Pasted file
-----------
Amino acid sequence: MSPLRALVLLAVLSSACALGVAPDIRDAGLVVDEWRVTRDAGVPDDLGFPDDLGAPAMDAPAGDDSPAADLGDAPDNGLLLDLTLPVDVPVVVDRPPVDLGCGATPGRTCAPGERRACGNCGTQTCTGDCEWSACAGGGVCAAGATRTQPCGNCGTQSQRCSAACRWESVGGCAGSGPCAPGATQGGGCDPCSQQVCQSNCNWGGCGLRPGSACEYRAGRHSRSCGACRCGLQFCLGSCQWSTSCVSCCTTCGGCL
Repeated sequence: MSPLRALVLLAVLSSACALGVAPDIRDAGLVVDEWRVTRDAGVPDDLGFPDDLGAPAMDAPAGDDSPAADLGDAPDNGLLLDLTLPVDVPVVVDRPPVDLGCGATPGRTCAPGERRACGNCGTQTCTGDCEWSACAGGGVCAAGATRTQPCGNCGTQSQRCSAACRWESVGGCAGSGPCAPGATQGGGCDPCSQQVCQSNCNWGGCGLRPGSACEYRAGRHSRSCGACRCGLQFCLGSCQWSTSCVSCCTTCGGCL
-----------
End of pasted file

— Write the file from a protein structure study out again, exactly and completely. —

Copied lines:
Amino acid sequence: MSPLRALVLLAVLSSACALGVAPDIRDAGLVVDEWRVTRDAGVPDDLGFPDDLGAPAMDAPAGDDSPAADLGDAPDNGLLLDLTLPVDVPVVVDRPPVDLGCGATPGRTCAPGERRACGNCGTQTCTGDCEWSACAGGGVCAAGATRTQPCGNCGTQSQRCSAACRWESVGGCAGSGPCAPGATQGGGCDPCSQQVCQSNCNWGGCGLRPGSACEYRAGRHSRSCGACRCGLQFCLGSCQWSTSCVSCCTTCGGCL
Repeated sequence: MSPLRALVLLAVLSSACALGVAPDIRDAGLVVDEWRVTRDAGVPDDLGFPDDLGAPAMDAPAGDDSPAADLGDAPDNGLLLDLTLPVDVPVVVDRPPVDLGCGATPGRTCAPGERRACGNCGTQTCTGDCEWSACAGGGVCAAGATRTQPCGNCGTQSQRCSAACRWESVGGCAGSGPCAPGATQGGGCDPCSQQVCQSNCNWGGCGLRPGSACEYRAGRHSRSCGACRCGLQFCLGSCQWSTSCVSCCTTCGGCL